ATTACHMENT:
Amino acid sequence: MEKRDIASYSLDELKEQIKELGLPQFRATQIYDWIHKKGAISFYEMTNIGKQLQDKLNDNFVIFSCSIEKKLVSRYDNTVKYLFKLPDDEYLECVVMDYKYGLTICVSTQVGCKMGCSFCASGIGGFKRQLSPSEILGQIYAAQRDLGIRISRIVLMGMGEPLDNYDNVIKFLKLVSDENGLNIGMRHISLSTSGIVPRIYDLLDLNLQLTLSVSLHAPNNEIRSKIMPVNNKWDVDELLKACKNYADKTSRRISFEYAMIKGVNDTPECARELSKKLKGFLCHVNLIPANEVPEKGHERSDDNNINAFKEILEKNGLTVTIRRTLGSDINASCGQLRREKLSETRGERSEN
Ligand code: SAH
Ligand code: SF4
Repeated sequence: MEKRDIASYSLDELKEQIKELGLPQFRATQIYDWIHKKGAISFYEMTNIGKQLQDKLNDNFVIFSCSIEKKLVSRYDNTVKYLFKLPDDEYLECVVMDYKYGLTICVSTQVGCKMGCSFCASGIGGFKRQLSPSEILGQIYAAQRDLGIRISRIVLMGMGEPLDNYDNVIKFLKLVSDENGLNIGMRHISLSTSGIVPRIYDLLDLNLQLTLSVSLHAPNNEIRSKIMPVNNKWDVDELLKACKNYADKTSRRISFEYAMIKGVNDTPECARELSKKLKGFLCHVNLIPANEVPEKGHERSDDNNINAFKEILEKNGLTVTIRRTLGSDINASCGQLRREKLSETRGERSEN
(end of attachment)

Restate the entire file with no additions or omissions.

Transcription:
Amino acid sequence: MEKRDIASYSLDELKEQIKELGLPQFRATQIYDWIHKKGAISFYEMTNIGKQLQDKLNDNFVIFSCSIEKKLVSRYDNTVKYLFKLPDDEYLECVVMDYKYGLTICVSTQVGCKMGCSFCASGIGGFKRQLSPSEILGQIYAAQRDLGIRISRIVLMGMGEPLDNYDNVIKFLKLVSDENGLNIGMRHISLSTSGIVPRIYDLLDLNLQLTLSVSLHAPNNEIRSKIMPVNNKWDVDELLKACKNYADKTSRRISFEYAMIKGVNDTPECARELSKKLKGFLCHVNLIPANEVPEKGHERSDDNNINAFKEILEKNGLTVTIRRTLGSDINASCGQLRREKLSETRGERSEN
Ligand code: SAH
Ligand code: SF4
Repeated sequence: MEKRDIASYSLDELKEQIKELGLPQFRATQIYDWIHKKGAISFYEMTNIGKQLQDKLNDNFVIFSCSIEKKLVSRYDNTVKYLFKLPDDEYLECVVMDYKYGLTICVSTQVGCKMGCSFCASGIGGFKRQLSPSEILGQIYAAQRDLGIRISRIVLMGMGEPLDNYDNVIKFLKLVSDENGLNIGMRHISLSTSGIVPRIYDLLDLNLQLTLSVSLHAPNNEIRSKIMPVNNKWDVDELLKACKNYADKTSRRISFEYAMIKGVNDTPECARELSKKLKGFLCHVNLIPANEVPEKGHERSDDNNINAFKEILEKNGLTVTIRRTLGSDINASCGQLRREKLSETRGERSEN